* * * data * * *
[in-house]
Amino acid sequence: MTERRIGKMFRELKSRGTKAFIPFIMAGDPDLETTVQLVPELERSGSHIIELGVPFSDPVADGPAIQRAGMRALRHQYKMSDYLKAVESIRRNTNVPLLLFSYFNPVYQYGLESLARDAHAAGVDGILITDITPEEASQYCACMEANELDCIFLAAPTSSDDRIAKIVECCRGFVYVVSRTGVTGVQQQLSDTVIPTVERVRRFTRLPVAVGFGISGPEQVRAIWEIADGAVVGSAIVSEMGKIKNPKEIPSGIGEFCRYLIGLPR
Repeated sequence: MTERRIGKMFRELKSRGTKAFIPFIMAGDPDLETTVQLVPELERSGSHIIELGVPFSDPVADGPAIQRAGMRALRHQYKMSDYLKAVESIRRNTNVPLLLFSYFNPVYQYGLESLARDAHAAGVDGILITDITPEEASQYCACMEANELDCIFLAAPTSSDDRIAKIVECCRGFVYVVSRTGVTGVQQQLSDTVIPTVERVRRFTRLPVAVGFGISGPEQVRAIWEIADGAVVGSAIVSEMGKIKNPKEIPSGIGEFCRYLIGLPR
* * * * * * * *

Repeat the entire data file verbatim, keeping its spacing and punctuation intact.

[in-house]
Amino acid sequence: MTERRIGKMFRELKSRGTKAFIPFIMAGDPDLETTVQLVPELERSGSHIIELGVPFSDPVADGPAIQRAGMRALRHQYKMSDYLKAVESIRRNTNVPLLLFSYFNPVYQYGLESLARDAHAAGVDGILITDITPEEASQYCACMEANELDCIFLAAPTSSDDRIAKIVECCRGFVYVVSRTGVTGVQQQLSDTVIPTVERVRRFTRLPVAVGFGISGPEQVRAIWEIADGAVVGSAIVSEMGKIKNPKEIPSGIGEFCRYLIGLPR
Repeated sequence: MTERRIGKMFRELKSRGTKAFIPFIMAGDPDLETTVQLVPELERSGSHIIELGVPFSDPVADGPAIQRAGMRALRHQYKMSDYLKAVESIRRNTNVPLLLFSYFNPVYQYGLESLARDAHAAGVDGILITDITPEEASQYCACMEANELDCIFLAAPTSSDDRIAKIVECCRGFVYVVSRTGVTGVQQQLSDTVIPTVERVRRFTRLPVAVGFGISGPEQVRAIWEIADGAVVGSAIVSEMGKIKNPKEIPSGIGEFCRYLIGLPR